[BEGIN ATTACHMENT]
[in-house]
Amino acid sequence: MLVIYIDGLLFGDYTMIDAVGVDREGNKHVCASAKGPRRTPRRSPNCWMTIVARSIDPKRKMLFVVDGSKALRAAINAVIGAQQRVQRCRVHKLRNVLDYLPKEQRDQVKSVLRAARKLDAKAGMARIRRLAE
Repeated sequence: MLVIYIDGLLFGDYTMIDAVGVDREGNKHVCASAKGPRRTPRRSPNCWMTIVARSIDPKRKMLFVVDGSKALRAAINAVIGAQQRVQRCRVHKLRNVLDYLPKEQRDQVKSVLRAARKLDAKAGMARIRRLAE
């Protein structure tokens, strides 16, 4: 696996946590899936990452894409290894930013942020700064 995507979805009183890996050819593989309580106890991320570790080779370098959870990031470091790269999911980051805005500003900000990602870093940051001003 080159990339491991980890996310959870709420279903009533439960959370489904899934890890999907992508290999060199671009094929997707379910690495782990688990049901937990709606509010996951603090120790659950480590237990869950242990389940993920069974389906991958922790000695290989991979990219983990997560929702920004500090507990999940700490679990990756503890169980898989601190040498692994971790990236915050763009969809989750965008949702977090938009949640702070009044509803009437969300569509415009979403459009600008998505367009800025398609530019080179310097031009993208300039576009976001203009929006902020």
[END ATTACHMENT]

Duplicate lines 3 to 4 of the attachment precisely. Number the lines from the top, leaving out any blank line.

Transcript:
Repeated sequence: MLVIYIDGLLFGDYTMIDAVGVDREGNKHVCASAKGPRRTPRRSPNCWMTIVARSIDPKRKMLFVVDGSKALRAAINAVIGAQQRVQRCRVHKLRNVLDYLPKEQRDQVKSVLRAARKLDAKAGMARIRRLAE
């Protein structure tokens, strides 16, 4: 696996946590899936990452894409290894930013942020700064 995507979805009183890996050819593989309580106890991320570790080779370098959870990031470091790269999911980051805005500003900000990602870093940051001003 080159990339491991980890996310959870709420279903009533439960959370489904899934890890999907992508290999060199671009094929997707379910690495782990688990049901937990709606509010996951603090120790659950480590237990869950242990389940993920069974389906991958922790000695290989991979990219983990997560929702920004500090507990999940700490679990990756503890169980898989601190040498692994971790990236915050763009969809989750965008949702977090938009949640702070009044509803009437969300569509415009979403459009600008998505367009800025398609530019080179310097031009993208300039576009976001203009929006902020």